Before they started working with Ian, I asked each of the tutors to read the Catherine Maurice book that both Neil and I had read. Once they had done this, they understood our motivation and were happy to accept that we believed our child’s behaviour could be changed.
Ian’s weekdays were divided into blocks, and the hours shared out between the tutors. Having read that the ultimate aim of an intense therapy programme was to give the child as little time as possible during the day in which to be autistic, so that behaving in a non-autistic manner would become his life-habit, we set about arranging as full a timetable as we could manage. With a constant stream of people supervising Ian’s behaviour, his autistic mannerisms – his hand flapping, shrieking, hitting out and throwing objects, and his complete withdrawal from the world should – should – be reduced, maybe even phased out altogether.
The tiny glimpses we had had of the Ian within the autistic everyday Ian were so special, how could we not long to have this beautiful clear-eyed angel with us all the time?
With this goal in mind, we organised virtually every second of Ian’s day and the dedication of the tutors in helping us to achieve this was extraordinary.
Ruth committed herself to spending two hours with Ian every weekday between the hours of 11am and 1pm. Both Tania and Anita spent an hour with Ian every weekday at different times, and Kirsty spent two hours with him, three times a week, Monday, Tuesday and Thursday. I spent time with Ian during the week padding out the hours, and over the weekends as well, to keep the momentum going. Between us, we managed to keep him busy for up to 30 hours per week and our timetable, at its best, looked something like this :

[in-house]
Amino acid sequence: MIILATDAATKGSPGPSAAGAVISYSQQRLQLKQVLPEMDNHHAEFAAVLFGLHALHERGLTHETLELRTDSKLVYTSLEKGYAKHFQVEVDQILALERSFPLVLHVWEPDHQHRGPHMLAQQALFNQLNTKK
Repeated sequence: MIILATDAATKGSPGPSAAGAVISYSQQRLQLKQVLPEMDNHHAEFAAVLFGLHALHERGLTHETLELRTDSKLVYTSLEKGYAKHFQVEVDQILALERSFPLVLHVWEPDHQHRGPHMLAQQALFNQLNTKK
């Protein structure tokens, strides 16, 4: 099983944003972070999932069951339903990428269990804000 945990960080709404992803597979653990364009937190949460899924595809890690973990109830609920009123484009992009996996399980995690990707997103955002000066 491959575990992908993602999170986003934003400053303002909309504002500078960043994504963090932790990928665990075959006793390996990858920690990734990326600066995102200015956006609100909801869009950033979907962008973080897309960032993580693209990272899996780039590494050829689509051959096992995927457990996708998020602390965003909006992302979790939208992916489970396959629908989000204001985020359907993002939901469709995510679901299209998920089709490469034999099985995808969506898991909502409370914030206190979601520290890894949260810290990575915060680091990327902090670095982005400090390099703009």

Keeping Ian busy didn’t just mean keeping him occupied, it meant making him concentrate, hour after hour after hour. He wasn’t going to improve because we asked him nicely. He was going to improve because we insisted. Of course, we made our insistence as pleasant as possible; we rewarded him continuously with toys he wanted, a variety of small snacks, sips of his favourite juice, big hugs and happy smiles, but we insisted nonetheless. And we insisted hour upon hour. Nothing he could do would make us go away; we were there in his face constantly with our sweet smiles and our endless requests.
My instructions to the therapists were simple: Any behaviour that didn’t conform to neurotypical development was to be addressed. This included the hand flapping and the face pulling. Cute when he’s three, I said, not so cute when he’s thirteen, and definitely not cute when he’s twenty-three. Let’s deal with this now!